Conclusion and recommendaƟons ........................................... 56
References................................................................................. 59
SOCIAL POLICY AND STATE REVENUES IN MINERAL-RICH COUNTRIES IN AFRICA.................................................... 61
IntroducƟon............................................................................... 61
The natural resource ‘curse’ argument..................................... 62
Success stories of some mineral-rich countries ........................ 64
Some policyŽƉƟ65ons for mineral-rich countries in Africa .........
Improving local parƟcipaƟon in mineral resources development ................................................................................................... 68
Mainstreaming mining in PRSPs................................................ 70
Fostering minerals cluster development .................................. 71
Conclusion ................................................................................. 73
References................................................................................. 75
vi
ANALYSIS OF GOVERNANCE IN THE GHANAIAN MINING SECTOR............................................................................. 77
IntroducƟon............................................................................... 77
Mining in Ghana ........................................................................ 78
Conceptualising governance ..................................................... 80
Statement of the problem......................................................... 82
Research design and methodology ........................................... 84
Results and analysis................................................................... 84
Conclusion and recommendaƟons ........................................... 96
References................................................................................. 99
LABOUR ‘SPECIALISATION’ AND SUSTENANCE OF ARTISANAL MINING ACTIVITY IN GHANA ..................... 102
IntroducƟon............................................................................. 102
Factors contribuƟ109ng to growth of specialised labour in ASM.
Labour and skills ...................................................................... 115
Entrepreneurship and ‘growth’ in local mining communiƟes 117
Impact on mineral resources governance, environment, human traĸcking, health and safety .................................................. 118
Conclusion ............................................................................... 120
References............................................................................... 120
WHITHER SUSTAINABLE SMALL AND MEDIUM SCALE MINING IN GUYANA?................................................................. 123
vii
DemysƟ............... 123fying sustainability and sustainable mining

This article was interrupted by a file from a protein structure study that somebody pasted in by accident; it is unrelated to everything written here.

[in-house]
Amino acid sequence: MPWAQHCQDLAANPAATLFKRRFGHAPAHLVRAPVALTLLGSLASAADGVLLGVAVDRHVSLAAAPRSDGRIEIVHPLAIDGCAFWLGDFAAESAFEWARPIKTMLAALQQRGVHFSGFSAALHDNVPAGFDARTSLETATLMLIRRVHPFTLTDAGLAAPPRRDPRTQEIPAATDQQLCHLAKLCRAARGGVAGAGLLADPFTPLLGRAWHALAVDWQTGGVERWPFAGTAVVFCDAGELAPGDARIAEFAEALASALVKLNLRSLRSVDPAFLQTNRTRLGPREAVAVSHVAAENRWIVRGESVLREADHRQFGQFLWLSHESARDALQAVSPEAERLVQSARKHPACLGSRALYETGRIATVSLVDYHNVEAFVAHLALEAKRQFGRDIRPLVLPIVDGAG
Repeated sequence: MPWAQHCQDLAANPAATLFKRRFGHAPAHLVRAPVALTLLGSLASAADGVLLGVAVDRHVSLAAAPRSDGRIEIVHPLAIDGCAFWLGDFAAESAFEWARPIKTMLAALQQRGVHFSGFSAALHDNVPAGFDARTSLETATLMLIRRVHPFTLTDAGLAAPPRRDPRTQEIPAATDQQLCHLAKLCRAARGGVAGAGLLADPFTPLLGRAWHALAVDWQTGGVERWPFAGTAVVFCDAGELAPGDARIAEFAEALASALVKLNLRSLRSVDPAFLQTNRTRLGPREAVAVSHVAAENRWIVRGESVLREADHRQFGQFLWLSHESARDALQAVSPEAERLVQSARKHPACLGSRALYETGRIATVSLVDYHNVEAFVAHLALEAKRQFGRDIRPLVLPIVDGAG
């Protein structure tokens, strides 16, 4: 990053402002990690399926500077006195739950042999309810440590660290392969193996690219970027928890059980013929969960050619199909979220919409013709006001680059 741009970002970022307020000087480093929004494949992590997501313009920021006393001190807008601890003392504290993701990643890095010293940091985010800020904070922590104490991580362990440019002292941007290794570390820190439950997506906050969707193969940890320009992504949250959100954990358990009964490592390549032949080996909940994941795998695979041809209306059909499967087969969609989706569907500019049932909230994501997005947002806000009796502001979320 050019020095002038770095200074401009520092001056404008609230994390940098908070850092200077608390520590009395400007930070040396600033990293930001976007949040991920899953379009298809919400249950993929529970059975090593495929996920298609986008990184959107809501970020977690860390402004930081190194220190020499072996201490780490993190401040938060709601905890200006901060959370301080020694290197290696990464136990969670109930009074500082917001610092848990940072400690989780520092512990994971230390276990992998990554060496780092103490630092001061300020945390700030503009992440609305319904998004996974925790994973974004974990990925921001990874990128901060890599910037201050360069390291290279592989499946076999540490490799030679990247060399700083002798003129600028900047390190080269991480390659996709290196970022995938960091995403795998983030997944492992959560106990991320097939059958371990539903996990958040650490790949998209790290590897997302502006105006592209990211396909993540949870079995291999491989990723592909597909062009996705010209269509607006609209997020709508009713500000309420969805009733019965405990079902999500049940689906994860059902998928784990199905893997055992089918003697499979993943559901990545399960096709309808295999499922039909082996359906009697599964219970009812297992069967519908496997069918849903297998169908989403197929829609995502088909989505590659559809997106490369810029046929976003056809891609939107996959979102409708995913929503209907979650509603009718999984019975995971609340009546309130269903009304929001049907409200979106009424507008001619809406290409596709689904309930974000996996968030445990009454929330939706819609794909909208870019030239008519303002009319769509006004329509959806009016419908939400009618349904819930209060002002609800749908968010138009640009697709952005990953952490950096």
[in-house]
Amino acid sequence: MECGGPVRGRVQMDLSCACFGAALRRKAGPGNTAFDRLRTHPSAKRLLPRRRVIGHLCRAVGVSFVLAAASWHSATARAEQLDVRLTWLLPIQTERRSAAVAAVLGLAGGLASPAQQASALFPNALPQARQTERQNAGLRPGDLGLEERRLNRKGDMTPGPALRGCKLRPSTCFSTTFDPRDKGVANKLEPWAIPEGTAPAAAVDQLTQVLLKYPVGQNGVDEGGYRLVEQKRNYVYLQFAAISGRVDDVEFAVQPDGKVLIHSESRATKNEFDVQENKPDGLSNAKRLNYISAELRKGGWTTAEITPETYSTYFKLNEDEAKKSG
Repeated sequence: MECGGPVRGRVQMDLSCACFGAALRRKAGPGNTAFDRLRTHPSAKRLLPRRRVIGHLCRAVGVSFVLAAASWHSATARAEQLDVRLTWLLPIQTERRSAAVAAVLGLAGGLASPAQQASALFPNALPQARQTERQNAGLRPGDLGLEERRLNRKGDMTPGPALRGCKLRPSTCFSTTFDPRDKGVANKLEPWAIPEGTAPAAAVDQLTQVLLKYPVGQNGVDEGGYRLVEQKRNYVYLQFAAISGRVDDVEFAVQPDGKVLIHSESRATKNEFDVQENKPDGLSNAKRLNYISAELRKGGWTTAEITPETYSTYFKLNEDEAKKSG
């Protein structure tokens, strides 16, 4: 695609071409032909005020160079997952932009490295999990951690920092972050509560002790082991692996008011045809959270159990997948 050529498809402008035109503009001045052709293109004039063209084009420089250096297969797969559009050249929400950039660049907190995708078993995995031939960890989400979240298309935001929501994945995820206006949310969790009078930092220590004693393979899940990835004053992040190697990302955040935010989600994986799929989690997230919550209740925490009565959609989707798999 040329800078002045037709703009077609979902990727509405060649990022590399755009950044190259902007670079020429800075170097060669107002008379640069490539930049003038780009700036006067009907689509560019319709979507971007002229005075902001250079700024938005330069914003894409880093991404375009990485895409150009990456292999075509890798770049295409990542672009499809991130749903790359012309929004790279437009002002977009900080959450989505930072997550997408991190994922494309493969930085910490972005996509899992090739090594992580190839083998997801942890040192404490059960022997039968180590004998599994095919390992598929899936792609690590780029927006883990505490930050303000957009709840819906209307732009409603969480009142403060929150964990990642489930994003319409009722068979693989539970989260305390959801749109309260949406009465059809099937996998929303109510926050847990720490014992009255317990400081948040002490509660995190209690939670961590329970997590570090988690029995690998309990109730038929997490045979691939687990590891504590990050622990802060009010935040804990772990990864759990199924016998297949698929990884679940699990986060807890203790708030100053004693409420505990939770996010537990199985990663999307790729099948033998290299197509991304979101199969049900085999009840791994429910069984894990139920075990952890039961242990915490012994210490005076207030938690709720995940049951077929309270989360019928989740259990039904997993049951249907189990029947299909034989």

Guyana: a brief overview ........................................................ 125
Environmental sustainability................................................... 130
Social sustainability ................................................................. 134
Governance systems for mining in Guyana ............................ 136
LegislaƟve framework ............................................................. 138
Sustainability challenges ......................................................... 144
Lessons from the Guyanese experience ................................. 148
The way forward ..................................................................... 150
References............................................................................... 152
THE CHALLENGES OF PETROLEUM REVENUES: GHANA, CORRUPTION, AND INSTITUTIONS.................. 155
The resource curse predicament ............................................ 155
PoliƟcal explanaƟons and consequences................................ 158
InsƟtuƟons of extracƟon and redistribuƟon........................... 160
CorrupƟon in the petroleum industry..................................... 162
Ghana and its ‘good governance’............................................ 171
Conclusion ............................................................................... 174
Reference ................................................................................ 177
THE MANAGEMENT OF STRATEGIC RESOURCES: THE OIL AND GAS FIND IN GHANA ............................................. 181
viii
IntroducƟon............................................................................. 181
Contextualising the impact of the oil and gas industry on the environment and society ........................................................ 184
Management frameworks for minimising environmental damage from the oil industry.................................................. 185
CompeƟƟon for resources in Africa ........................................ 187
The ‘resource curse’ ................................................................ 189
The oil and gasĮ191nd in Ghana ..................................................
Conclusion ............................................................................... 197
References............................................................................... 197
ENHANCING COLLABORATIVE GOVERNANCE OF EXTRACTIVE INDUSTRIES IN AFRICA: THE WAY FORWARD ........................................................................................ 200
Summary of key issues ............................................................ 200
Win-win beneĮts and incenƟves for collaboraƟve governance regime...................................................................................... 202
StarƟng and managing the collaboraƟve governance process ................................................................................................. 204
The need for sponsor(s) and leader(s) for the process ........... 204
The insƟtuƟonal set-up for collaboraƟve governance............ 206
Seƫ213ng the rules of engagement.............................................
PrioriƟsing issues and arƟculaƟ213ng interests. ..........................
Making decisions and developing shared understanding....... 215
ix